Perfect gravy? Although both flour and cornstarch owe their thickening powers to starch, cornstarch is pure starch, while flour contains starch plus protein. Protein takes up volume but contributes little to the thickening power of flour. Because of this, you need about twice as much flour as cornstarch to thicken a sauce.
That means flour could be more likely to add an undesirable pasty flavor. While pure starch becomes transparent as it swells with liquid, the protein in flour reflects light, making a sauce look cloudy. Cloudy, velvet-textured gravy can be delicious, but cornstarch is used more often to thicken fruit pie fillings, creating transparency around the fruit.
Healthy pies? Consider filling your holiday pies with fresh berries, which can significantly reduce the buildup of LDL (low-density lipoprotein) cholesterol, a culprit that contributes to heart disease and stroke. According to research published in the Journal of Agricultural and Food Chemistry, blackberries have the highest LDL inhibitory effect, followed by red raspberries, sweet cherries, blueberries, and strawberries.
And now for the mashed potatoes. There are more than 200 species of potatoes, but for cooking purposes they can be split into two general categories. The more delicate "floury" or "mealy" potatoes, such as Idaho or russet, have more starch granules in their cells. When heated, they combine with water molecules, and the cells expand and separate, making for fluffier spuds. "Waxy" varieties, such as new potatoes, have cells that stick together and stay firm and dense when cooked. They make a creamier mash.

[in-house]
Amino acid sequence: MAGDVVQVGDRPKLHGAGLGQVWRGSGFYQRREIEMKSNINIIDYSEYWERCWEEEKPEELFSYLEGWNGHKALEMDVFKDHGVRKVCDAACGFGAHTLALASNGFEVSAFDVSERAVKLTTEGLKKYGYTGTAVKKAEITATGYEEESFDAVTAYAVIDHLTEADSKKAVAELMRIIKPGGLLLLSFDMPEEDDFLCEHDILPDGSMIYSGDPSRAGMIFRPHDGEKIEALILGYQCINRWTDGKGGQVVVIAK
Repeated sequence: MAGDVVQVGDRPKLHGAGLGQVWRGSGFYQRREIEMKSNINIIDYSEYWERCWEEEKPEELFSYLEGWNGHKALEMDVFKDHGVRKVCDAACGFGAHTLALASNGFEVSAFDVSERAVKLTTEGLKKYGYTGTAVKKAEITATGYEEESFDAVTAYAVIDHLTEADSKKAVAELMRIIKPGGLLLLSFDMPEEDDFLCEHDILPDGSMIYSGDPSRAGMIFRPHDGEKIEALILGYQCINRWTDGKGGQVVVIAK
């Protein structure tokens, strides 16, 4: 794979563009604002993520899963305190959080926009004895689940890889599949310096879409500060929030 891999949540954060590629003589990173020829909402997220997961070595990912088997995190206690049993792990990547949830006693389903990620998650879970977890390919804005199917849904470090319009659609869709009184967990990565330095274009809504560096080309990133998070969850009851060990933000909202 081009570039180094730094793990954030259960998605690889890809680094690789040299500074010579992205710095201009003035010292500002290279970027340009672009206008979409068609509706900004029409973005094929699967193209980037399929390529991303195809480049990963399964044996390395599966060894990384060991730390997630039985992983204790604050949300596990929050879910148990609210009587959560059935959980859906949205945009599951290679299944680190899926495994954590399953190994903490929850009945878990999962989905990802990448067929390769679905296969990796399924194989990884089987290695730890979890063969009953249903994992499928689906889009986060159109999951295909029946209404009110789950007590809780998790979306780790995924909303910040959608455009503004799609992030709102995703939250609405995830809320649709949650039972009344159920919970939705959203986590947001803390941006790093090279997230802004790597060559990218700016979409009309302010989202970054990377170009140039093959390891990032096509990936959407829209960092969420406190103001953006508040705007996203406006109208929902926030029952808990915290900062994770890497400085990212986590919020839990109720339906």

The fluffy but fragile granules of the floury type of potato are best separated using a food mill or gentle mashing, and their surface area can absorb a good amount of cream, butter, or milk. The waxy type can take more of a beating, and less add-ins. They work best for rough-mashed, country-style potatoes.
So now that dinner is on the table, turn your attention to fun conversation. Watch our video of fun and perhaps lesser known Thanksgiving facts. And for the grand finale? After the table is cleared, hold on to your butter knife and spoon for some science activities that teach friction and Newton’s First Law of Motion. The Fuddlebrook Magic Money Stack from the book, The Sled Race, is our experiment feature this month and provides a lot of entertainment using just nickels and your butter knife. Finally borrow our activity from our sister series The Quirkles, Friction Fred’s Magic Spoon, using a spoon and your nose to demonstrate friction in an unusual way.
So there you have it. Enjoy a great meal, conversation, and a little science too. And from the whole Fuddlebrook gang, Happy Thanksgiving!
This new series marvelously succeeds in introducing young students to inquiry-based, experiential learning of scientific concepts that are age-appropriate. Moreover, students have the opportunity to explore story-based scientific concepts further through hands-on investigations.
--Teresa, Biology Ph.D; former elementary teacher, Springfield, MO
The thing I love most about the Fuddlebrook series is the connection aspect. Not only have the creators connected literacy and science, they have also provided opportunity for exploration of all areas of life. The dispositions and traits of the characters are consistent throughout the books and lead to discussions about friendship, bullying, loyalty, honesty, and humility. Fuddlebrook is "teaching the whole child by connecting to life."
--Carolyn, First Grade Teacher, Ozark, MO